Defending national champion Villanova is playing like the best team in the country again. Earlier this week, the Wildcats won a road game against a top-20 team (Purdue). They can overwhelm opponents behind a cohesive offense propelled by unselfish players driving, shooting and delivering pinpoint passes.

There’s plenty to love if you dig efficient, eye-pleasing offense.

Josh Hart is off to a phenomenal start. He appears slightly improved in every area, which is troubling for opponents. Eric Paschall, a 6-7 transfer from Fordham, is already making an impact creating mismatches and should flourish in the system. Title game hero Kris Jenkins dropped 15 pounds in the offseason and still looks very comfortable shooting from the right wing.

 
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After dismantling Wake Forest on Friday, the Wildcats are 2nd to Duke in the Pomeroy Ratings.

The offense is 15th nationally in points per possession. The Wildcats played amazing offense against Wake, scoring 1.55 points per possession per KenPom.com, hitting 58 percent from the field and 16 3-pointers.

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It’s unlikely they’ll have a better offensive performance against a power conference opponent this season. But to become the first program to repeat as national champion since Florida in 2007, the Wildcats must continue to grow on the defensive end, where they are 138th in the nation, allowing 0.99 points per trip.

Villanova coach Jay Wright recognized the room for improvement following a tense 11-point defeat of Western Michigan on Thursday.

That process will take time because Villanova is replacing its two defensive leaders from last season’s team, guard Ryan Arcidiacono and center Daniel Ochefu,

Villanova took down UNC to win the NCAA Championship in April, but the title defense has already begun.
Bob Donnan | USA Today Sports Images
Villanova took down UNC to win the NCAA Championship in April, but the title defense has already begun.
“They were the type of guys they knew they could score anytime they wanted. But they didn’t care about that,” Villanova coach Jay Wright said. “They always wanted to keep us united defensively. It wasn’t just Daniel’s size and athleticism, it was his communication. Same with Arch.”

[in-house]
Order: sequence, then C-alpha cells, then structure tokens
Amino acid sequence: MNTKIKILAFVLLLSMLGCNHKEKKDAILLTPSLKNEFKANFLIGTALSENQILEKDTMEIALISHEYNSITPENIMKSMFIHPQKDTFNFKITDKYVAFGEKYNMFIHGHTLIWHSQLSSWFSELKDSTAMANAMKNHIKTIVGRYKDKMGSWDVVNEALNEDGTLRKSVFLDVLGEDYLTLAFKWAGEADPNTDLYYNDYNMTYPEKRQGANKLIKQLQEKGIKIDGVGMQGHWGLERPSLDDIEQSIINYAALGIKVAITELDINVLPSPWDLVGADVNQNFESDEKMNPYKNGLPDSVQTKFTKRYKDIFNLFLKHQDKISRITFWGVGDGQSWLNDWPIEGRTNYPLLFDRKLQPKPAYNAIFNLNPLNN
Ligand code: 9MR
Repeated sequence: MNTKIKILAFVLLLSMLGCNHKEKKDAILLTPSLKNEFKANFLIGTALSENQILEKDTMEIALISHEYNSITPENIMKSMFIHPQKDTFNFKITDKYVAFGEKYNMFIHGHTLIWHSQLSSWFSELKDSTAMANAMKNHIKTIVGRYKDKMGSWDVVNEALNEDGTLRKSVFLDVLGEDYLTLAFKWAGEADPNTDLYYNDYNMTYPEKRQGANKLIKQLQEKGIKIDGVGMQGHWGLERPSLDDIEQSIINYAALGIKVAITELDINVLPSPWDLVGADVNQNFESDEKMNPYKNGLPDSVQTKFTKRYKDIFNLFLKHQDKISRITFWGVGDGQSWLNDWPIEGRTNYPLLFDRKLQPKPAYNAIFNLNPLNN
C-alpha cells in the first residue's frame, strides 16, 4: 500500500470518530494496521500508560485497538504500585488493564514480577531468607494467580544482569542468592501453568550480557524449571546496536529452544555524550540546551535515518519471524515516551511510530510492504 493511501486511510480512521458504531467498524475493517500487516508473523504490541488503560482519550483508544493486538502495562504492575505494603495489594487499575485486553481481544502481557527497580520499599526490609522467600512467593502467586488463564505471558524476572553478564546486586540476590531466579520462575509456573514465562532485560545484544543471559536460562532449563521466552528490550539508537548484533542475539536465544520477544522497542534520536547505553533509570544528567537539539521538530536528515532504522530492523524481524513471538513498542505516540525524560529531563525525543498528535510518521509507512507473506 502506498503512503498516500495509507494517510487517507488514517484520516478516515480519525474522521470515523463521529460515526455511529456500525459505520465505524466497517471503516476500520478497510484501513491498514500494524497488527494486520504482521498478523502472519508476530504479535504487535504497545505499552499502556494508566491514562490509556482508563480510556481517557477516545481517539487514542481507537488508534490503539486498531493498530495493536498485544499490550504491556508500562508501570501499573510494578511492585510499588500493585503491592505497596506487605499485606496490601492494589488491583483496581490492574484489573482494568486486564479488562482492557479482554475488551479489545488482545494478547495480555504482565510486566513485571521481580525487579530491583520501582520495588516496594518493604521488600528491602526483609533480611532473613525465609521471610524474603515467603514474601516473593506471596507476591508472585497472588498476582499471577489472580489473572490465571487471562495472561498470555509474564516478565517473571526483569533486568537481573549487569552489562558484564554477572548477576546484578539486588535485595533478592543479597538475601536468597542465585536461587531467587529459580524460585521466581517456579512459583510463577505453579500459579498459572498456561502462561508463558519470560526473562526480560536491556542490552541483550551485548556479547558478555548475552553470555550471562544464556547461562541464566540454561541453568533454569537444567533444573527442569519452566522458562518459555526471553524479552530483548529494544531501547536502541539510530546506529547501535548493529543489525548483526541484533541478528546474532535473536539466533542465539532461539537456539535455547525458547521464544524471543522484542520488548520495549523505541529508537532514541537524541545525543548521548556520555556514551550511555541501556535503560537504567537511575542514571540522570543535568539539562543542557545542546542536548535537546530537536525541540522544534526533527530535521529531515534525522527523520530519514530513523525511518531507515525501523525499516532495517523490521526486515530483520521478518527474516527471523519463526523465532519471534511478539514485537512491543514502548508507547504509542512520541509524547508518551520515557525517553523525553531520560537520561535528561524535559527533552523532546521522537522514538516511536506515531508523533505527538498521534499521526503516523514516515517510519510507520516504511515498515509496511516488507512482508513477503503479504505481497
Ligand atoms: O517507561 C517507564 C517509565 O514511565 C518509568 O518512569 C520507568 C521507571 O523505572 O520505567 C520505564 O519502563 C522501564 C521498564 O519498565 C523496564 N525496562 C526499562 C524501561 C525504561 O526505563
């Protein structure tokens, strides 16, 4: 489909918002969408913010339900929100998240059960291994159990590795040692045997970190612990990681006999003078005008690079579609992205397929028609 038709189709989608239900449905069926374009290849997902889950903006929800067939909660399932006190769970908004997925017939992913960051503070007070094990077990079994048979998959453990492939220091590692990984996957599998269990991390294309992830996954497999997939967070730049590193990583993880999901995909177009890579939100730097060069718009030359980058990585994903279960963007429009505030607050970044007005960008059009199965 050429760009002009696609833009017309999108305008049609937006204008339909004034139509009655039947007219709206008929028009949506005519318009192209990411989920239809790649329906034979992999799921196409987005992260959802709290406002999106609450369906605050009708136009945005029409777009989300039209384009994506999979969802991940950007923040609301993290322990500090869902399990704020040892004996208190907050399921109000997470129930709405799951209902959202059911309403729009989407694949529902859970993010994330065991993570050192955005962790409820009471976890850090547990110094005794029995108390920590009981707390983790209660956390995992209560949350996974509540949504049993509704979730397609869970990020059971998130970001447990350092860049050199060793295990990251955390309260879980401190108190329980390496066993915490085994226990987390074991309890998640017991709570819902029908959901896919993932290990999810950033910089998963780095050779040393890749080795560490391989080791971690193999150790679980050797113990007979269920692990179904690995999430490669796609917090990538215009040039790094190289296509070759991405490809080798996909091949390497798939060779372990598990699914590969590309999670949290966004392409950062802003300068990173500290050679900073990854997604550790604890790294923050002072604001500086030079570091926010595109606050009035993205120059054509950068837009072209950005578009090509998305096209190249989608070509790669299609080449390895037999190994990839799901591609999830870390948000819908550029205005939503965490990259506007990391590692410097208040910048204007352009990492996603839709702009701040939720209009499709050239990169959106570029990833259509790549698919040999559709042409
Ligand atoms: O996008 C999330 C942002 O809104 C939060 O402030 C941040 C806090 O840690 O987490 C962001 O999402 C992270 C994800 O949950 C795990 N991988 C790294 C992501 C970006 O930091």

Ochefu’s defense on UNC center Brice Johnson in the national title game was critical. At 6-11, 240 pounds, his presence helped the Wildcats hold the Tar Heels to 35 percent 2-point field goal shooting.

And, the Wildcats defense suffered when he was on the bench. In the final five games of the NCAA tournament, Villanova allowed 0.94 points per possession when Ochefu was in the game, according to information provided by Lean Basketball Analytics. The team allowed 1.20 points per possession when he was out.

Wake was the third consecutive team to shoot at least 55 percent inside-the-arc against Villanova this season, joining Purdue and WMU.

Darryl Reynolds, a senior who had a solid defensive rating of 94.2 last season, has replaced Ochefu in the starting lineup.

Villanova Wildcats guard Jalen Brunson (1) has filled in quite capably for Ryan Arcidiacono at the PG spot.
Joshua S. Kelly | USA TODAY Sports Images
Villanova Wildcats guard Jalen Brunson (1) has filled in quite capably for Ryan Arcidiacono at the PG spot.
“We’re disjointed, we don’t communicate yet,” Wright said. “But we’re missing the two best guys. The best perimeter guy and the best inside guy in terms of communicating and running the defenses. Even as much as changing the defenses, Arch was always calling ‘em out and talking to everybody. Now it’s in Jalen’s hands and he’s got different guys. It’s going to take us some time.”

Jalen Brunson is the Wildcats’ sophomore point guard, tasked with replacing Arcidiacono, the gutsy emotional team leader last season. He started every game except one last season, but filled a complementary role. Like his teammates, Brunson’s offense has been sharp. He has a 129.1 offensive rating, making 65 percent of 2-pointers, 42 percent of 3-pointers and 84 percent at the line.

Still, he knows even more is expected from him.

“It’s a challenge,” Brunson said. “A role I’ve been in most of my life. I have to make sure I’m an extension of coach out on the floor, knows what coach wants at all times, rarely makes mistakes, so our team can be really fluid offensively and defensively.”

That Villanova has room for improvement is scary for the rest of the Big East - and the country. The Wildcats are smoking on offense, forcing the defense to spread out by using four players who can hit a 3-pointer or drive to the basket.

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One coach who faced Villanova last season described them as the best passing team he’s ever seen. Excellent court vision and accurate deliveries create an open look before a defender can recover. Uber-athletic small forward Mikal Bridges was a liability beyond-the-arc last season, shooting 29.9 percent. He’s 6 of 14 on 3s this season and 6 of 8 at the line.   

The Wildcats don’t have to be great on defense because of their offensive firepower, they just have to be capable of getting stops in tight games. If the interior defense improves, it could be a historic repeat for Villanova.